Teaching Our Children to Be Like Penelope (In a World Full of Cyclopes)

By Rachel Greb

The wisdom of Penelope is juxtaposed with the tunnel vision of the Cyclopes.

In Homer’s Odyssey, Odysseus’ long-suffering wife Penelope is nearly always referred to with her epithet “circumspect.”  Circumspect is a wonderful Latin derivative, literally meaning “to see around”; it bears the implication of one who holds her cards close to her chest.  Penelope frequently appears in the story leaning against a pillar or at the top of a staircase, observing the activities of people around her.  She surveys her surroundings and takes full account. She understands much, says little, and continues to wait for her husband to return from his twenty-year absence. She is circumspect both literally, in her view from the pillar in her home, and figuratively, in her ability to discern the motives of those around her.

During the most well-known part of the poem, Odysseus recounts his travels back to the Phaeacian king, Alcinous, and his guests.  He tells them of various encounters with barbarians, sea monsters, an enchantress, a trip to the underworld, and even some zombie-like cows (side note: one of the lessons in the Odyssey is not to eat unfamiliar and obviously suspicious foods). One of the episodes he spends the most time recounting, however, is when he and his men land on an island inhabited by Cyclopes. Odysseus goes to considerable lengths to tell his audience how utterly barbaric the Cyclopes are.  They do not cultivate their land, they do not meet together in assembly or live in community, and each one is a law unto himself. They neither receive visitors nor travel. In fact, as he points out to his audience (whose profession is shipbuilding), they would not even know how to build ships if they wanted to.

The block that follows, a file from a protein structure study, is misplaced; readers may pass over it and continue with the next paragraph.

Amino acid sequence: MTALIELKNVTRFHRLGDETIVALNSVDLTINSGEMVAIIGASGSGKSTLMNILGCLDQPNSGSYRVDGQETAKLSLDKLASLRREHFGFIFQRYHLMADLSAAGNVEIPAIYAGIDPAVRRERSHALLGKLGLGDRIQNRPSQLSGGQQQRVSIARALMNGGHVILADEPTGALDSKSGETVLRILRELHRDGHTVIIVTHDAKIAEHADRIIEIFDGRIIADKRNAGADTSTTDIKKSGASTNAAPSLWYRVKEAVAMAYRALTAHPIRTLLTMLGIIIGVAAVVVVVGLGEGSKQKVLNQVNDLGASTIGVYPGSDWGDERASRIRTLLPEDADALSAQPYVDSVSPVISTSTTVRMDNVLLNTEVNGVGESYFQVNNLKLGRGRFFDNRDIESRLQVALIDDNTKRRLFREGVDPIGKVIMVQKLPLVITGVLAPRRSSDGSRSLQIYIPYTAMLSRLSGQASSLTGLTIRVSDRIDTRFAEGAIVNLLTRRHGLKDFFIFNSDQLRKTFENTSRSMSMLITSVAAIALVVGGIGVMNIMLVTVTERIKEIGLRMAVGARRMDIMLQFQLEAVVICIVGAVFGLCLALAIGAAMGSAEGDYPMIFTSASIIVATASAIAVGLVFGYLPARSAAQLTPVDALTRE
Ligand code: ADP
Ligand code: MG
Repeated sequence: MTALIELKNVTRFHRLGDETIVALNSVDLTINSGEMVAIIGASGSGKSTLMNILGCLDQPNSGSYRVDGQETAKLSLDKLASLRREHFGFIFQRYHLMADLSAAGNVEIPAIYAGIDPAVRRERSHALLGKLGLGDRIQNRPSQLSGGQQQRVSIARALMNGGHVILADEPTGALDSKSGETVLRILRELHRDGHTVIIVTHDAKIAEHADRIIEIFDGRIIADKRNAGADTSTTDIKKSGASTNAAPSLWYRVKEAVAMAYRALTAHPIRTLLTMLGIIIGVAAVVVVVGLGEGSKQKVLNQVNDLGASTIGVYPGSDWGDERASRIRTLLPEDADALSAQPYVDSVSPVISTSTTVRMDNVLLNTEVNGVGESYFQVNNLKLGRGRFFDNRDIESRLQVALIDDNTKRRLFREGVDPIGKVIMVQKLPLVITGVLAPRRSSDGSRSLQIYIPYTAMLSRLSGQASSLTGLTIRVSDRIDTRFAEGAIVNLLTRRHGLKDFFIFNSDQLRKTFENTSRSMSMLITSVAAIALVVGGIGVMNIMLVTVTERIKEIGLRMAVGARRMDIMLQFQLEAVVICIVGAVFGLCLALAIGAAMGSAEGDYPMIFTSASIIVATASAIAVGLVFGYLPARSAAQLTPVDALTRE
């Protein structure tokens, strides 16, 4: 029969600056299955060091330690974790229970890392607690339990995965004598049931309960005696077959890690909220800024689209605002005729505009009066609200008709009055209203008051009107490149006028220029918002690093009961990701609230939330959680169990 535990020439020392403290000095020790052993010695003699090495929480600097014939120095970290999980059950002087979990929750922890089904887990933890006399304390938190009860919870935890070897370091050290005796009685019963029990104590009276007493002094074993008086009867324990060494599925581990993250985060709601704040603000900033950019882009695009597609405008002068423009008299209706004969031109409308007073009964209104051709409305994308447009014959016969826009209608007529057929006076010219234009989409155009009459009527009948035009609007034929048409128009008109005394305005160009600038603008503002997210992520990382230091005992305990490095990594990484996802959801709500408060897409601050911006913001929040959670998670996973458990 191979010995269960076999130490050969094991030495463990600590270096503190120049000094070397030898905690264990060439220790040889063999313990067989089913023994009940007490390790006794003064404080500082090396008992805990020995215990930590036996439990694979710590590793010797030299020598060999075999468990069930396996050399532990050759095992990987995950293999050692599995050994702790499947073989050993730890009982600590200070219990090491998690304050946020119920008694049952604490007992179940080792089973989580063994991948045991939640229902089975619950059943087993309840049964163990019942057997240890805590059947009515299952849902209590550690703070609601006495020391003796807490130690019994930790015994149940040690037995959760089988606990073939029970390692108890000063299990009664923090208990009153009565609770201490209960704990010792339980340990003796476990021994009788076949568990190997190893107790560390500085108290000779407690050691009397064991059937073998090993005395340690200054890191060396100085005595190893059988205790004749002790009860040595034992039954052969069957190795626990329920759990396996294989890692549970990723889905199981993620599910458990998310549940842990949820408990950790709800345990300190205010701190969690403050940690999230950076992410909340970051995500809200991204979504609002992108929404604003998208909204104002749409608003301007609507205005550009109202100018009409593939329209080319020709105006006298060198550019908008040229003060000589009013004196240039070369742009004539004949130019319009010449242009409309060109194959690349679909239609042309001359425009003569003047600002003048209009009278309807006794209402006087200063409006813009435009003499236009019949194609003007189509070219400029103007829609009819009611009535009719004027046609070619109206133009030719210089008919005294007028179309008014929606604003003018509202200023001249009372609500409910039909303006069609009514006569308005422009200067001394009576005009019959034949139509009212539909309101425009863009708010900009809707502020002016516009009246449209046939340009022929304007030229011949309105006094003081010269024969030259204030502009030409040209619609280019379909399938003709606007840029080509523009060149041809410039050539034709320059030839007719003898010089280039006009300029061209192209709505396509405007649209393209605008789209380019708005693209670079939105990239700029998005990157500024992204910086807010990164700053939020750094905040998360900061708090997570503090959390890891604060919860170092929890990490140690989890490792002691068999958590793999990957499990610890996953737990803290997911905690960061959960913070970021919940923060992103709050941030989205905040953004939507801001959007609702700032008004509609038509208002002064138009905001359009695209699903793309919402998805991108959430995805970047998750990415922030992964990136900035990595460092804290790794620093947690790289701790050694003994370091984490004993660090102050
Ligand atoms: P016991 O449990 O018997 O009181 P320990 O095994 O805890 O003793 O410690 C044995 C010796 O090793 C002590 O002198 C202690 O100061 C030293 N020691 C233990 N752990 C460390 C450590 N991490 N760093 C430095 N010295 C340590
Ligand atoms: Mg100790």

But if indeed
This is Odysseus, home again, we two
Shall know when we have spoken; there are signs
Hidden and known between us both alone.

Odyssey XXIII.107-110

But what is it that Odysseus despises so much about the Cyclopes? He had encountered other barbarians on his adventures, and they fail to elicit the same visceral reaction the Cyclopes do. But then the reader remembers who it is that Odysseus has left waiting for him for twenty years at home in sunny Ithaca:  his wife, Penelope.  Penelope, the circumspect one who sees all and understands, stands juxtaposed with the Cyclopes, who are by nature myopic.  Limited by their single eye, they have no perspective, no long view; they understand nothing that goes on around them. They represent the opposite of everything Odysseus holds dearest.

So what does this all mean, in terms of teaching our kids to be more like Penelope and less like the Cyclopes? I believe this is what a good education does for us.  We have to do the hard work of understanding all of the elements of a great story, for example, and we generally need to see it again and again to recognize its various shapes and hues.  But then when we encounter it outside of the classroom (which is really how great stories are meant to be encountered), then we have the ability to see the transcendent truth about it and not be bogged down by the particular. It is the same thing with anything we learn:  we must learn the elements of language to create poetry, the theory of colors to make beautiful paintings, and practice the études and scales before playing a concerto.  This is the heart of classical education: to see the importance of all of the parts, while understanding at the same time that the whole is greater than the sum of those parts. We grasp and value both the parts and the whole in the context of each other. Seeing only the parts will eventually lead us to myopia, a Cyclopean blindness. But a binocular vision of the whole gives us perspective, wisdom, and understanding.

Rachel Greb is the Director of Secondary Partnerships with CLT. Rachel earned a B.A. from the Hillsdale College Honors Program and an M.A. in Christian and Classical Studies from Knox Theological Seminary. She is currently a doctoral student at Harrison Middleton University, specializing in the history of the philosophy of education. Rachel has served as a co-founder and head of school, academic dean, and teacher at Oakdale Academy.

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